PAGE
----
In theory, you can figure out which niches offer the most attractive payouts using the AdWords tool’s CPC estimate as a proxy for earnings potential. For example, we see that the search term “New York hotels”:

Has a much higher suggested bid than does the term “Notre Dame football”:

In other words, a YouTube channel covering New York hotels would probably generate more revenue per click than a channel about Notre Dame football. Advertisers are willing to pay more for traffic interested in the former topic, since these visitors can translate into meaningful revenue.
There are some obvious problems with simply chasing CPCs. Many of the topics associated with the highest CPCs are extremely competitive, meaning that you’ll have a tough time getting your video seen. Moreover, it’s tough to create high quality, engaging videos on topics that you don’t know much about.

YouTube Economics

Making a few dollars of revenue on YouTube is easy; you can be up and running as a partner, pump out a few videos, and have your first ads appearing withing a day. The tough part is making enough money to support yourself full time. In a way, YouTube is a lot like professional baseball: a few stars make it big and get rich, but most toil in obscurity and retire without ever coming close to the big leagues.
Let’s put some more concrete figures around YouTube earnings potential:
  • Most publishers earn between $0.30 and $2.50 CPMs from YouTube. (I.e., they make between $0.30 and $2.50 for every video 1,000 views; this tool can help you figure out revenue potential.)
  • Some publishers are definitely getting rich from YouTube; the average of the top 1,000 channels is$23,000 of monthly revenue.
  • According to Google, “thousands of channels are making six figures a year”.
  • 30% of the YouTube videos account for 99% of total views.
It’s very difficult to track down updated information about the average YouTube video, but the reality is that most videos posted on the site get fewer than 1,000 views. Here are a few older studies showing the disproportionate allocation of YouTube views:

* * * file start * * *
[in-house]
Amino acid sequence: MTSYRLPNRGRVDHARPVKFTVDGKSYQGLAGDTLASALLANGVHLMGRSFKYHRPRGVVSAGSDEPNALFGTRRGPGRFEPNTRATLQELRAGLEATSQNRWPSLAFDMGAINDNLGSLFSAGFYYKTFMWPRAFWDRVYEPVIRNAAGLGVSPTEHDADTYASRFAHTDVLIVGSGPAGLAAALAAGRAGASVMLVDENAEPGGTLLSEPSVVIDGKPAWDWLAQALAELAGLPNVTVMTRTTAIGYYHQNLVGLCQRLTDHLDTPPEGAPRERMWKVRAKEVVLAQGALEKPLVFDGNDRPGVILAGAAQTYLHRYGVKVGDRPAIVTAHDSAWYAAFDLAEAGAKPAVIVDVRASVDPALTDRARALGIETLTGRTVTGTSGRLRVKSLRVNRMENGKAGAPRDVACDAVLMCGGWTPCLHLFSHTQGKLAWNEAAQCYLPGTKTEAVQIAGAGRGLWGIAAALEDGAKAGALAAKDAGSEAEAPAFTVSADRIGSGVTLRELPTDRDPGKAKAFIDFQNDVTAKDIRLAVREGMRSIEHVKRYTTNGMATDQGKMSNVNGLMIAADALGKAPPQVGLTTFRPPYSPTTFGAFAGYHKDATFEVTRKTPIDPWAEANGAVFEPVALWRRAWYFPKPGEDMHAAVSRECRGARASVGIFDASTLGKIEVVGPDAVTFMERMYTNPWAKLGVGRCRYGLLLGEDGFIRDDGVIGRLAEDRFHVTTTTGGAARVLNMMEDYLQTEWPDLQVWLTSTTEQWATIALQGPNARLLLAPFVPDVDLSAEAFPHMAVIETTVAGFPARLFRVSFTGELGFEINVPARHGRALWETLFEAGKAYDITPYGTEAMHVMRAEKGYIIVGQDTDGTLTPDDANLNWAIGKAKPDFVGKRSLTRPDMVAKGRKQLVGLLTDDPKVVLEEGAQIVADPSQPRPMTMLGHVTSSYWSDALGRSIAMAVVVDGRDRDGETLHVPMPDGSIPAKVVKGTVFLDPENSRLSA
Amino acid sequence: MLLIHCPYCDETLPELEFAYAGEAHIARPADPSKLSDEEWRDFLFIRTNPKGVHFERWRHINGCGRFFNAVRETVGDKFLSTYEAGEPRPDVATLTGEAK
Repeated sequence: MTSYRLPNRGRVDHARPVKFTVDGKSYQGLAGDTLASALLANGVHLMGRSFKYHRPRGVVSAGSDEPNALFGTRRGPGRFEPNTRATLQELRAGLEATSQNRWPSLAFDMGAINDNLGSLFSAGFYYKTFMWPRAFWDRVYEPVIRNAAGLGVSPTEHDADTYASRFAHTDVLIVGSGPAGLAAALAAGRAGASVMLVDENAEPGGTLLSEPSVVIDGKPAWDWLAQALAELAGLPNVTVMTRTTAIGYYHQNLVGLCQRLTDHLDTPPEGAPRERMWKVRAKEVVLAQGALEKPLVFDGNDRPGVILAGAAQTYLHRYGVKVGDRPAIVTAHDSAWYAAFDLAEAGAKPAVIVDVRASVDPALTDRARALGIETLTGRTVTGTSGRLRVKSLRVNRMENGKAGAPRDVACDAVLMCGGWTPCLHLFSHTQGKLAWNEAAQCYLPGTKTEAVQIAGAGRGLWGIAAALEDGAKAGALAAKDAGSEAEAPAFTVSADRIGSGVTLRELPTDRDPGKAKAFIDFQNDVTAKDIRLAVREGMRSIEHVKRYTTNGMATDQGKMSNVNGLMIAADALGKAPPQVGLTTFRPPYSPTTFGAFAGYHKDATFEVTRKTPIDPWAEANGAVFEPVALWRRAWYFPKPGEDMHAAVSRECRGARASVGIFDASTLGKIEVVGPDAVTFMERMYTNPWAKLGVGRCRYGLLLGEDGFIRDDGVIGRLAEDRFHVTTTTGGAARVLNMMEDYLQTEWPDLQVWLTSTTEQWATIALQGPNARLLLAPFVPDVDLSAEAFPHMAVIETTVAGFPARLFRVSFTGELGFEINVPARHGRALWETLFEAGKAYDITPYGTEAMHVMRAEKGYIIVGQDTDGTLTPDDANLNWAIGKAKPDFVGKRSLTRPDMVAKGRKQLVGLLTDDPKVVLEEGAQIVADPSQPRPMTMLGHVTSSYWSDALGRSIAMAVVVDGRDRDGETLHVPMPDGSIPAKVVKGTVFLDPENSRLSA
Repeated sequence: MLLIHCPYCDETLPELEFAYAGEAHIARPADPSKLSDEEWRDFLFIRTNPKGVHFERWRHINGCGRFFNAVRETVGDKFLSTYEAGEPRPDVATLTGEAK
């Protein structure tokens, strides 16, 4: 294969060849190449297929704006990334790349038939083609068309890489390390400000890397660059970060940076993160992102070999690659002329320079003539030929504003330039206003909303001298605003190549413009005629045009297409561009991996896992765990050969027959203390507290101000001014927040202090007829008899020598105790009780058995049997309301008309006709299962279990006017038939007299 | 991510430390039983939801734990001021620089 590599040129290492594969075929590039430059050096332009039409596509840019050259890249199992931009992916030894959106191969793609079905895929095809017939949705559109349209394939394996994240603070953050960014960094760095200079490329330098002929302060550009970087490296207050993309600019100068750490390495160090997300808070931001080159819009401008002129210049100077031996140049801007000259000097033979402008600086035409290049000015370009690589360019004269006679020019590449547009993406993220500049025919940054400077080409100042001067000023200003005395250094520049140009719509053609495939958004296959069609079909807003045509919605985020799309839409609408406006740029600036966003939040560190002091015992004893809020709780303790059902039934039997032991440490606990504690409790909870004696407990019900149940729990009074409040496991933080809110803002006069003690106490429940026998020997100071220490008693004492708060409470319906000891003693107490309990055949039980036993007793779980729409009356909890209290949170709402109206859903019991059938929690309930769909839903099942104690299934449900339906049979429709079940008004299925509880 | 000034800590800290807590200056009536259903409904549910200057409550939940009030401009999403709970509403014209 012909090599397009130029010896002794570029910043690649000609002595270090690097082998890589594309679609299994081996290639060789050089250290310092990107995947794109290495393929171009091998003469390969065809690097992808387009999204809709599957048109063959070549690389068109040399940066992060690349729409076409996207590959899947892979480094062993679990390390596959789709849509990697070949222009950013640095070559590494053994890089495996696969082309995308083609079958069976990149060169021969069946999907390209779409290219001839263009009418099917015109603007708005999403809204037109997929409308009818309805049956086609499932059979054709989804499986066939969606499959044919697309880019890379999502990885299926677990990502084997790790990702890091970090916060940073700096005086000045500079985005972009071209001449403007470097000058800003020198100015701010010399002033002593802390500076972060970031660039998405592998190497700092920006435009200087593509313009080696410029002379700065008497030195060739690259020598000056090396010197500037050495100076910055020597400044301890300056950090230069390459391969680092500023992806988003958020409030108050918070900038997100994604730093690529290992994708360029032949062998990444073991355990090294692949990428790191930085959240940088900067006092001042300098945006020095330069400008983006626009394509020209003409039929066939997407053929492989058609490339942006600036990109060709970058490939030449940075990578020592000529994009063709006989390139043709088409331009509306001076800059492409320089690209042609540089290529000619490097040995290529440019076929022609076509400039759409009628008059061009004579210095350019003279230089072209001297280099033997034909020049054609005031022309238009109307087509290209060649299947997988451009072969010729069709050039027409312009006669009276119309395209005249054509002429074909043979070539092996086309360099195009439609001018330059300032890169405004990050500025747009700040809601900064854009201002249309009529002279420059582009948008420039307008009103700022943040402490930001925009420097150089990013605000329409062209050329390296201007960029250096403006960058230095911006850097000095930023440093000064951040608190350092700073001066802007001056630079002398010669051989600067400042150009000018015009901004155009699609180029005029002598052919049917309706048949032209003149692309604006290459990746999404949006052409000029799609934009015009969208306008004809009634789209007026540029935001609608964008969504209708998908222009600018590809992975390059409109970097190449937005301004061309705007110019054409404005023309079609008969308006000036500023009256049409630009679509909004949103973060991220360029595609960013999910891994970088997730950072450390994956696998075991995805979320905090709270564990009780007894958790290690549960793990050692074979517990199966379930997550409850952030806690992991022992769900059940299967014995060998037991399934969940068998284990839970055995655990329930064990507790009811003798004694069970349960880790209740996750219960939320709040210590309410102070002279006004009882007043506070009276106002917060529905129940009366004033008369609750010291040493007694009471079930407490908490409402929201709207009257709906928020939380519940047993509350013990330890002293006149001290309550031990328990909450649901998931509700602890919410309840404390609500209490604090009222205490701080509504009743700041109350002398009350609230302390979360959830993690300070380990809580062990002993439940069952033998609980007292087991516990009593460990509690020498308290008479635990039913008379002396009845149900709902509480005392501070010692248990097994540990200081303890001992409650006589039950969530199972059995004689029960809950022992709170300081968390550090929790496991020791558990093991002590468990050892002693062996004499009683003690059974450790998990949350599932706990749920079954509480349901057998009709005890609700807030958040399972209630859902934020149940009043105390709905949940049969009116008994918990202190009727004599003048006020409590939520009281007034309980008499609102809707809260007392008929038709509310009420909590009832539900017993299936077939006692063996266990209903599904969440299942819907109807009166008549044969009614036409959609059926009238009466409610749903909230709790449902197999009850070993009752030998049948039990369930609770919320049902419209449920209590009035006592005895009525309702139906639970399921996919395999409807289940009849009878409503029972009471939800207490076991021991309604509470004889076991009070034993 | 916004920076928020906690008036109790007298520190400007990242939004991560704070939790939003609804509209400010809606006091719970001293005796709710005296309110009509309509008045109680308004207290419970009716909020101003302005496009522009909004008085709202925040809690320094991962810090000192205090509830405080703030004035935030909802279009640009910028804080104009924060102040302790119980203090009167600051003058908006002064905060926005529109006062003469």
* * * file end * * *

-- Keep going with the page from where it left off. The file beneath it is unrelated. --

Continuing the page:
In other words, it takes a lot of video views to make a meaningful amount of money on YouTube and the vast majority of videos published receive a significant number of views. Using the YouTube earnings calculator, a video with one million views might only make the creator $300 in total revenue:

That may be a harsh reality check for content creators who have big dreams of opening up a new revenue stream. But the fact of the matter is that only a very small portion of YouTube partners make more than a few hundred dollars in revenue from the program before giving up and focusing elsewhere.
Of course, there are other ancillary benefits to maintaining an active YouTube channel. Specifically, a YouTube channel can be a way to get your content in front of additional subscribers, boost your position in search results, and increase the time visitors spend on your site. In other words, the real money to be made with YouTube is indirect: it comes in the form of more visitors and a more engaged audience. We set up aMonetizePros YouTube channel not to get rich off of video ads, but to carve out a new platform to share our content.